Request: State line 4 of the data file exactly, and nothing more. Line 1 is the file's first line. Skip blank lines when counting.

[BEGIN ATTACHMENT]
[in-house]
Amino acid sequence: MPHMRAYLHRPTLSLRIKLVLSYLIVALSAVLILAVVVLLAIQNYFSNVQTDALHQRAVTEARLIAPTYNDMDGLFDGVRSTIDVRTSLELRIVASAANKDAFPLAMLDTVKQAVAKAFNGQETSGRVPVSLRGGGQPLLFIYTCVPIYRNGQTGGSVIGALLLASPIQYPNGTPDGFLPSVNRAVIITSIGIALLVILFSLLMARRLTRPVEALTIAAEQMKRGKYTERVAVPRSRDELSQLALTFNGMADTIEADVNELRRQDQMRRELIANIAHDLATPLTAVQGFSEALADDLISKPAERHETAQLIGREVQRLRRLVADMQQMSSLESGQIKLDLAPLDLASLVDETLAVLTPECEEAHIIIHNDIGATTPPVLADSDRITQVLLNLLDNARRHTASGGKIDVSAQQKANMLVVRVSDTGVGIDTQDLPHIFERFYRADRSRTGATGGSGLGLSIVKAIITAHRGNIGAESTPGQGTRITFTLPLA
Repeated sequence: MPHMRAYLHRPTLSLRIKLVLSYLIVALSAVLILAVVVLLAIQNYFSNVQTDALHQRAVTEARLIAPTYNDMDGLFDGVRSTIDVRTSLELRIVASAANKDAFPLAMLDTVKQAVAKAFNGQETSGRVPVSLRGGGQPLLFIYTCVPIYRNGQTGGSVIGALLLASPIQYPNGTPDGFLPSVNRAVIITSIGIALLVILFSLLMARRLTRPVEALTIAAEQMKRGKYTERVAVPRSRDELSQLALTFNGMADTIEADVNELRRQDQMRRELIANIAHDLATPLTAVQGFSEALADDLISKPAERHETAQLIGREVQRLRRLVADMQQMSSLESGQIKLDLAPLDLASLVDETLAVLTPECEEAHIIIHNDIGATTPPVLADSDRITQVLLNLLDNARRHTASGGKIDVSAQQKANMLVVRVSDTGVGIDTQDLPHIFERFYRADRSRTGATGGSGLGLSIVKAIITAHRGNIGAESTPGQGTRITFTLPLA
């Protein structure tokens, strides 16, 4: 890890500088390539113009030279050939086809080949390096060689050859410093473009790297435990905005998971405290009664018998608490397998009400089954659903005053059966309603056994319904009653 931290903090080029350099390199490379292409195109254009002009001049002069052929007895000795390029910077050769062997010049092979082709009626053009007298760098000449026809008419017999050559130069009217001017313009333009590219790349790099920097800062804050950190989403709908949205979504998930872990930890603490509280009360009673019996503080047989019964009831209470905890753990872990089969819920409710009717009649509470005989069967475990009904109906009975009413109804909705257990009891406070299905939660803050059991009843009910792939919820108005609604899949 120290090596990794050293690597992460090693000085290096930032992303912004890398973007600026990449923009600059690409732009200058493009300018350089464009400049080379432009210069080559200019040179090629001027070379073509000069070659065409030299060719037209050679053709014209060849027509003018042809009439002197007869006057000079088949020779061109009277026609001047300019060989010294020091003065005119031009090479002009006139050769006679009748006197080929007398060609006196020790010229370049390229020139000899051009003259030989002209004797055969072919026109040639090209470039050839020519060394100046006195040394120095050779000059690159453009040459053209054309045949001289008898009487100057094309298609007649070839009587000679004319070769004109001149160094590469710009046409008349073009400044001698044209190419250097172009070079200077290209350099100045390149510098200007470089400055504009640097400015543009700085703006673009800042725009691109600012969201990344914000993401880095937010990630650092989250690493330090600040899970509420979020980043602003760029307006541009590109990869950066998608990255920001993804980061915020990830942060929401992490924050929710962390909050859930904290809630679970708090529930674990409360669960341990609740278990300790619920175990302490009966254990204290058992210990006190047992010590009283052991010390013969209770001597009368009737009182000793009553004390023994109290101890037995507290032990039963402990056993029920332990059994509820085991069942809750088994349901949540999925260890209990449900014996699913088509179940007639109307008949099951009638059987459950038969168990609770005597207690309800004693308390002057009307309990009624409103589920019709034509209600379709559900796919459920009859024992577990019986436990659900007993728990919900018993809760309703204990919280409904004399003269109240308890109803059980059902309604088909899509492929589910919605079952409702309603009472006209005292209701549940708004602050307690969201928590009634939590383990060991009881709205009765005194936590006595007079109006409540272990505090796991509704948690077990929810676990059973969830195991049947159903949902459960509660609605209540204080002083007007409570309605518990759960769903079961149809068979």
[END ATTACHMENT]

């Protein structure tokens, strides 16, 4: 890890500088390539113009030279050939086809080949390096060689050859410093473009790297435990905005998971405290009664018998608490397998009400089954659903005053059966309603056994319904009653 931290903090080029350099390199490379292409195109254009002009001049002069052929007895000795390029910077050769062997010049092979082709009626053009007298760098000449026809008419017999050559130069009217001017313009333009590219790349790099920097800062804050950190989403709908949205979504998930872990930890603490509280009360009673019996503080047989019964009831209470905890753990872990089969819920409710009717009649509470005989069967475990009904109906009975009413109804909705257990009891406070299905939660803050059991009843009910792939919820108005609604899949 120290090596990794050293690597992460090693000085290096930032992303912004890398973007600026990449923009600059690409732009200058493009300018350089464009400049080379432009210069080559200019040179090629001027070379073509000069070659065409030299060719037209050679053709014209060849027509003018042809009439002197007869006057000079088949020779061109009277026609001047300019060989010294020091003065005119031009090479002009006139050769006679009748006197080929007398060609006196020790010229370049390229020139000899051009003259030989002209004797055969072919026109040639090209470039050839020519060394100046006195040394120095050779000059690159453009040459053209054309045949001289008898009487100057094309298609007649070839009587000679004319070769004109001149160094590469710009046409008349073009400044001698044209190419250097172009070079200077290209350099100045390149510098200007470089400055504009640097400015543009700085703006673009800042725009691109600012969201990344914000993401880095937010990630650092989250690493330090600040899970509420979020980043602003760029307006541009590109990869950066998608990255920001993804980061915020990830942060929401992490924050929710962390909050859930904290809630679970708090529930674990409360669960341990609740278990300790619920175990302490009966254990204290058992210990006190047992010590009283052991010390013969209770001597009368009737009182000793009553004390023994109290101890037995507290032990039963402990056993029920332990059994509820085991069942809750088994349901949540999925260890209990449900014996699913088509179940007639109307008949099951009638059987459950038969168990609770005597207690309800004693308390002057009307309990009624409103589920019709034509209600379709559900796919459920009859024992577990019986436990659900007993728990919900018993809760309703204990919280409904004399003269109240308890109803059980059902309604088909899509492929589910919605079952409702309603009472006209005292209701549940708004602050307690969201928590009634939590383990060991009881709205009765005194936590006595007079109006409540272990505090796991509704948690077990929810676990059973969830195991049947159903949902459960509660609605209540204080002083007007409570309605518990759960769903079961149809068979």